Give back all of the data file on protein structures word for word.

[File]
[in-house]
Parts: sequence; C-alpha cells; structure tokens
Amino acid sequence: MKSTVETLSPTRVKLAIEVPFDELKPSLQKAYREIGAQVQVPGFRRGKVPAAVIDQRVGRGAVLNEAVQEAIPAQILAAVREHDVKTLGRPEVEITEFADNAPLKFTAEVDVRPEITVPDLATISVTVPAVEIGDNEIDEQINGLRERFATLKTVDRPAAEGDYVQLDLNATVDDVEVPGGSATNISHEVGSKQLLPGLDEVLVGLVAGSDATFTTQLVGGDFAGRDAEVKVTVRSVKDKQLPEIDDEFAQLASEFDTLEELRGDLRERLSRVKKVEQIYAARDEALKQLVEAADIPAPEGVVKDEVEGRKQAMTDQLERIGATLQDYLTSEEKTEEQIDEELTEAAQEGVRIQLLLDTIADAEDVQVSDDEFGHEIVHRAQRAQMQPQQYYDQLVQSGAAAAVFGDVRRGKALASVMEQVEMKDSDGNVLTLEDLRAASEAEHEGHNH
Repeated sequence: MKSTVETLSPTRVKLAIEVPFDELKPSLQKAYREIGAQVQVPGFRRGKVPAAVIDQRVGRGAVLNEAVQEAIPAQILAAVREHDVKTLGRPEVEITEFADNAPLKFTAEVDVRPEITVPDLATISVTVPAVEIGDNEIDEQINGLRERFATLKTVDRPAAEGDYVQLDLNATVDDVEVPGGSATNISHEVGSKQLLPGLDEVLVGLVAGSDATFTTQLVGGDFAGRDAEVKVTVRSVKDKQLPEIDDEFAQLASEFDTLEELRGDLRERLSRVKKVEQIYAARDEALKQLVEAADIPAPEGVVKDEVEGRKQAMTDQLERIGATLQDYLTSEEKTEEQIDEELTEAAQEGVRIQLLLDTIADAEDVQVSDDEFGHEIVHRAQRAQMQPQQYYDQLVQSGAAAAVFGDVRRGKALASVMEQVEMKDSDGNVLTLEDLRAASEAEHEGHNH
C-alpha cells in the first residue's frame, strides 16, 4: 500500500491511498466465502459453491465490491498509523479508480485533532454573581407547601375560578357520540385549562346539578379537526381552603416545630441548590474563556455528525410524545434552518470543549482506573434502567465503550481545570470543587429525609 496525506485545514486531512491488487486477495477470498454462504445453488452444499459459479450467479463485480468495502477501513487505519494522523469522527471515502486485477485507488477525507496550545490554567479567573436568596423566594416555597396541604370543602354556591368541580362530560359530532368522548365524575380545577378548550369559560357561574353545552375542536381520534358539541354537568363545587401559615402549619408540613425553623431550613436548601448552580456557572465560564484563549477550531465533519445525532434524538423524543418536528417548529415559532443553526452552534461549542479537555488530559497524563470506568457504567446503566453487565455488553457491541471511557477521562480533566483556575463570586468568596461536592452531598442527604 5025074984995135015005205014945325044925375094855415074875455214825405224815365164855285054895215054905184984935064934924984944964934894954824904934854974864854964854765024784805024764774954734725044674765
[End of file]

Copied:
[in-house]
Parts: sequence; C-alpha cells; structure tokens
Amino acid sequence: MKSTVETLSPTRVKLAIEVPFDELKPSLQKAYREIGAQVQVPGFRRGKVPAAVIDQRVGRGAVLNEAVQEAIPAQILAAVREHDVKTLGRPEVEITEFADNAPLKFTAEVDVRPEITVPDLATISVTVPAVEIGDNEIDEQINGLRERFATLKTVDRPAAEGDYVQLDLNATVDDVEVPGGSATNISHEVGSKQLLPGLDEVLVGLVAGSDATFTTQLVGGDFAGRDAEVKVTVRSVKDKQLPEIDDEFAQLASEFDTLEELRGDLRERLSRVKKVEQIYAARDEALKQLVEAADIPAPEGVVKDEVEGRKQAMTDQLERIGATLQDYLTSEEKTEEQIDEELTEAAQEGVRIQLLLDTIADAEDVQVSDDEFGHEIVHRAQRAQMQPQQYYDQLVQSGAAAAVFGDVRRGKALASVMEQVEMKDSDGNVLTLEDLRAASEAEHEGHNH
Repeated sequence: MKSTVETLSPTRVKLAIEVPFDELKPSLQKAYREIGAQVQVPGFRRGKVPAAVIDQRVGRGAVLNEAVQEAIPAQILAAVREHDVKTLGRPEVEITEFADNAPLKFTAEVDVRPEITVPDLATISVTVPAVEIGDNEIDEQINGLRERFATLKTVDRPAAEGDYVQLDLNATVDDVEVPGGSATNISHEVGSKQLLPGLDEVLVGLVAGSDATFTTQLVGGDFAGRDAEVKVTVRSVKDKQLPEIDDEFAQLASEFDTLEELRGDLRERLSRVKKVEQIYAARDEALKQLVEAADIPAPEGVVKDEVEGRKQAMTDQLERIGATLQDYLTSEEKTEEQIDEELTEAAQEGVRIQLLLDTIADAEDVQVSDDEFGHEIVHRAQRAQMQPQQYYDQLVQSGAAAAVFGDVRRGKALASVMEQVEMKDSDGNVLTLEDLRAASEAEHEGHNH
C-alpha cells in the first residue's frame, strides 16, 4: 500500500491511498466465502459453491465490491498509523479508480485533532454573581407547601375560578357520540385549562346539578379537526381552603416545630441548590474563556455528525410524545434552518470543549482506573434502567465503550481545570470543587429525609 496525506485545514486531512491488487486477495477470498454462504445453488452444499459459479450467479463485480468495502477501513487505519494522523469522527471515502486485477485507488477525507496550545490554567479567573436568596423566594416555597396541604370543602354556591368541580362530560359530532368522548365524575380545577378548550369559560357561574353545552375542536381520534358539541354537568363545587401559615402549619408540613425553623431550613436548601448552580456557572465560564484563549477550531465533519445525532434524538423524543418536528417548529415559532443553526452552534461549542479537555488530559497524563470506568457504567446503566453487565455488553457491541471511557477521562480533566483556575463570586468568596461536592452531598442527604 5025074984995135015005205014945325044925375094855415074875455214825405224815365164855285054895215054905184984935064934924984944964934894954824904934854974864854964854765024784805024764774954734725044674765